Mike Ehrmantraut Might Be the Most Delusional Character on ‘Breaking Bad’ and ‘Better Call Saul’

Mike Ehrmantraut is one of the most popular characters in the Breaking Bad universe, and for good reason. He first caught the attention of fans on the original series and in more recent years has been a major crossover character in Better Call Saul.

Fans adore Mike because he’s a no-nonsense kind of guy who’s unafraid to express his true opinion to some of the most dangerous men in existence. Plus, we all know Mike’s a badass — he’s a skilled sharpshooter and effective enforcer for the cartel. As a former cop, these skills make total sense.

But even though Mike hasn’t completely lost his moral compass like Walter White eventually did, he’s still one of the most delusional characters on the show. It all makes his death that much more tragic.

Mike Ehrmantraut
Mike Ehrmantraut | Greg Lewis/AMC/Sony Pictures Television

Who is Mike Ehrmantraut?

Prior to the events of Breaking Bad, Mike Ehrmantraut (Jonathan Banks) was a police officer in Philadelphia for 30 years and his son, Matt, also worked on the force. Mike accepted bribes and participated in protection rackets and convinced his son Matt to do the same. Eventually, Matt’s partner and their sergeant murdered Matt because they didn’t trust him.

Mike blamed himself for Matt’s death and began drinking heavily. But he also sought revenge and retaliated by murdering the officers behind the crime. After the murders, Mike left his hometown and went to Albuquerque, where Matt’s widow Stacey and her daughter Kaylee had recently relocated.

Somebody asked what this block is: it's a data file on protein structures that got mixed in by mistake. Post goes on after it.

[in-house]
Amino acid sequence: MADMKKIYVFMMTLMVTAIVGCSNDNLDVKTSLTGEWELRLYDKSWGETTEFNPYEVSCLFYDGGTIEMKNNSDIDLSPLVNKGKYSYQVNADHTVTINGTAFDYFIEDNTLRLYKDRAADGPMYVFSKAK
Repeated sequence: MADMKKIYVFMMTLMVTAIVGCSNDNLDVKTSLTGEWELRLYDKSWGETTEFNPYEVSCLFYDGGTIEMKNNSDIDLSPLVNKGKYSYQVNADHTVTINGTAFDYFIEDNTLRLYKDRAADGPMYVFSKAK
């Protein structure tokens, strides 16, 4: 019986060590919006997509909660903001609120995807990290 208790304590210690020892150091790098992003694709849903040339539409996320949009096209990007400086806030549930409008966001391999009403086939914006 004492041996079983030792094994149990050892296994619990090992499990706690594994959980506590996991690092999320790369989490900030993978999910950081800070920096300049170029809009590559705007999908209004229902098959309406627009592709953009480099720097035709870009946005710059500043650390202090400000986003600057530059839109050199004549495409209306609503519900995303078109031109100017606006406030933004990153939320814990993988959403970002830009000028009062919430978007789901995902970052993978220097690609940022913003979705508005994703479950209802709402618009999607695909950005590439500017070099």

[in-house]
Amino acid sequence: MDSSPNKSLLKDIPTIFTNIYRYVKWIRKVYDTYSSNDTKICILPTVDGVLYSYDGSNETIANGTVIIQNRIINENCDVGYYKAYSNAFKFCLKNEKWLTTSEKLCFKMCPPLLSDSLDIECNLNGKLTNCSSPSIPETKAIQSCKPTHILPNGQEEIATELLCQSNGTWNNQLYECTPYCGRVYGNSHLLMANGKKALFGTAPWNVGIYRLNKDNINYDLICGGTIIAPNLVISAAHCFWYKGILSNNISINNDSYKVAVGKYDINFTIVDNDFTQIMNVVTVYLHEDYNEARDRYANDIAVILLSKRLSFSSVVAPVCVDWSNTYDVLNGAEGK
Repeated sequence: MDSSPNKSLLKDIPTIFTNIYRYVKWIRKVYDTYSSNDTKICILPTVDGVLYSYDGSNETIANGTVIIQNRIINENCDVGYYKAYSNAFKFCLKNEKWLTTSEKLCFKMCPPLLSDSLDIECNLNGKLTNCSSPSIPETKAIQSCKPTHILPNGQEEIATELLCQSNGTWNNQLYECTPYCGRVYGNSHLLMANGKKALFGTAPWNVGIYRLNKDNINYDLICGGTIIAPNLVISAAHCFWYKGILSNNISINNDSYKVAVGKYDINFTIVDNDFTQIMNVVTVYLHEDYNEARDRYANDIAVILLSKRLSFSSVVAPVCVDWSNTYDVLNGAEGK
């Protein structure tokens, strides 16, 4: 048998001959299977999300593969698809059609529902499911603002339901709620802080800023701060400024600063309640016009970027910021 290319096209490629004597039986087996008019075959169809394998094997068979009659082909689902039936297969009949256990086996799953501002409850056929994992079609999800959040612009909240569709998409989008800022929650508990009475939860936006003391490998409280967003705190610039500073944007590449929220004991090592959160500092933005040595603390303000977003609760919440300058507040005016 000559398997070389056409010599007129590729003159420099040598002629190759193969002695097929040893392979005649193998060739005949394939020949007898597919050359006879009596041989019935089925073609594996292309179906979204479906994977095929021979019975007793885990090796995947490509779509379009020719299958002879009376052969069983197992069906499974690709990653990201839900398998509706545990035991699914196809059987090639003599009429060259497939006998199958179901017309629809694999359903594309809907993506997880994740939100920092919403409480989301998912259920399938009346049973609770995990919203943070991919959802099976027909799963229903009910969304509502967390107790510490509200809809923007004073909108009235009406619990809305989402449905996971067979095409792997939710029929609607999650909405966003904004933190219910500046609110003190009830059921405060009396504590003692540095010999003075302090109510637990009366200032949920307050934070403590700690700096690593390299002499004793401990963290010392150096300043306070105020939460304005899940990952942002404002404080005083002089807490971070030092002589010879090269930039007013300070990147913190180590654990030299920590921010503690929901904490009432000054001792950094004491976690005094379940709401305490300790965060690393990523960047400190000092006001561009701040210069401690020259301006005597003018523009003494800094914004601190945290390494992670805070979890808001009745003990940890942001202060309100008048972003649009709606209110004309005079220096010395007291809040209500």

Mike is a skilled criminal

His extensive knowledge of law enforcement makes Mike an effective assassin and “cleaner” for the cartel. In Better Call Saul, Mike becomes involved with Jimmy McGill when he needs a lawyer to defend him against Philadelphia detectives investigating the murder of the two cops.

He’s also recruited to work for Gus Fring during this time period, though he resists joining the drug distributor in his war against the Salamancas. Gus continues pursuing Mike as his main enforcer because he knows Mike “understands revenge,” which is Gus’s goal. He can also see how Mike is endlessly loyal and exceptionally good at his job.

His methods are ultimately flawed

The most tragic part of Mike’s story is that he has good intentions but bad methods. He keeps pursuing money as a way to make amends for Matt’s death and saves all his fortune for Stacey and Kaylee. But because earning income in such dangerous ways, his plans backfire.

“I do what I do so they can have a better life,” he tells Jimmy when they’re stuck out in the desert. “When it’s my time to go, I’ll go knowing I did everything I could for them.”

It’s obvious to fans, especially following Werner Ziegler’s death, that Mike is full of self-loathing and guilt that no amount of murder or money can solve. Mike seriously hurts his relationship with his daughter-in-law after a disastrous attempt at attending a survivor’s support group, where he lashes out at another attendee.

Mike has more in common with Walter White than he thinks

It’s no secret that Mike despises Walter White and thinks he’s arrogant. In Breaking Bad, Mike refuses to work with him and calls Walt “a ticking time bomb.” Plus, Walt is the person who winds up killing Mike at the end of the series.

Fans love Mike because he has a good heart and loves his family. He can see through people’s lies and is always one step ahead of most other characters on the show. But the one person Mike cannot see clearly is himself. He could have found a legitimate career in private security and supported Stacey and Kaylee that way. Instead, he entered into a dangerous life of crime that ultimately got him killed. He was delusional to think his methods could work.

Mike’s tragic demise was just another avoidable death on Breaking Bad.